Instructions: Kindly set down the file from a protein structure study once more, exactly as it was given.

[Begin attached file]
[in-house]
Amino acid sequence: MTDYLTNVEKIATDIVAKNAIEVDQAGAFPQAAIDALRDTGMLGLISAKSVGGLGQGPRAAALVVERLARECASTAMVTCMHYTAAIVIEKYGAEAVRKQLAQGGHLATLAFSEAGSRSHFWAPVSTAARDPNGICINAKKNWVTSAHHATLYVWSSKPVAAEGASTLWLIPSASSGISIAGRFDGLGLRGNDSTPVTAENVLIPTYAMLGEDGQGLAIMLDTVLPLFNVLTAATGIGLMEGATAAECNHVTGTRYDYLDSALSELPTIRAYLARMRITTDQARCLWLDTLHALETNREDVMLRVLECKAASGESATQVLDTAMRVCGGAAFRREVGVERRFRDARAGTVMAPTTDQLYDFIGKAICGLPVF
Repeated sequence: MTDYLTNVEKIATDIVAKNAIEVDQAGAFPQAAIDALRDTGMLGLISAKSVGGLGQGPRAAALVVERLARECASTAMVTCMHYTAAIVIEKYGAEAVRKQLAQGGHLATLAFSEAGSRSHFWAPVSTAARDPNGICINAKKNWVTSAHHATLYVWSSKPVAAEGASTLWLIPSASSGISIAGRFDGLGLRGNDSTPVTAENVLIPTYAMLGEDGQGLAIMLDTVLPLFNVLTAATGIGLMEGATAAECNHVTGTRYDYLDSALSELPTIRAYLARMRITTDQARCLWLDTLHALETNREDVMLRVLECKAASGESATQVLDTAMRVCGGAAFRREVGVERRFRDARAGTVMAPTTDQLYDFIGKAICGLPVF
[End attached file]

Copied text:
[in-house]
Amino acid sequence: MTDYLTNVEKIATDIVAKNAIEVDQAGAFPQAAIDALRDTGMLGLISAKSVGGLGQGPRAAALVVERLARECASTAMVTCMHYTAAIVIEKYGAEAVRKQLAQGGHLATLAFSEAGSRSHFWAPVSTAARDPNGICINAKKNWVTSAHHATLYVWSSKPVAAEGASTLWLIPSASSGISIAGRFDGLGLRGNDSTPVTAENVLIPTYAMLGEDGQGLAIMLDTVLPLFNVLTAATGIGLMEGATAAECNHVTGTRYDYLDSALSELPTIRAYLARMRITTDQARCLWLDTLHALETNREDVMLRVLECKAASGESATQVLDTAMRVCGGAAFRREVGVERRFRDARAGTVMAPTTDQLYDFIGKAICGLPVF
Repeated sequence: MTDYLTNVEKIATDIVAKNAIEVDQAGAFPQAAIDALRDTGMLGLISAKSVGGLGQGPRAAALVVERLARECASTAMVTCMHYTAAIVIEKYGAEAVRKQLAQGGHLATLAFSEAGSRSHFWAPVSTAARDPNGICINAKKNWVTSAHHATLYVWSSKPVAAEGASTLWLIPSASSGISIAGRFDGLGLRGNDSTPVTAENVLIPTYAMLGEDGQGLAIMLDTVLPLFNVLTAATGIGLMEGATAAECNHVTGTRYDYLDSALSELPTIRAYLARMRITTDQARCLWLDTLHALETNREDVMLRVLECKAASGESATQVLDTAMRVCGGAAFRREVGVERRFRDARAGTVMAPTTDQLYDFIGKAICGLPVF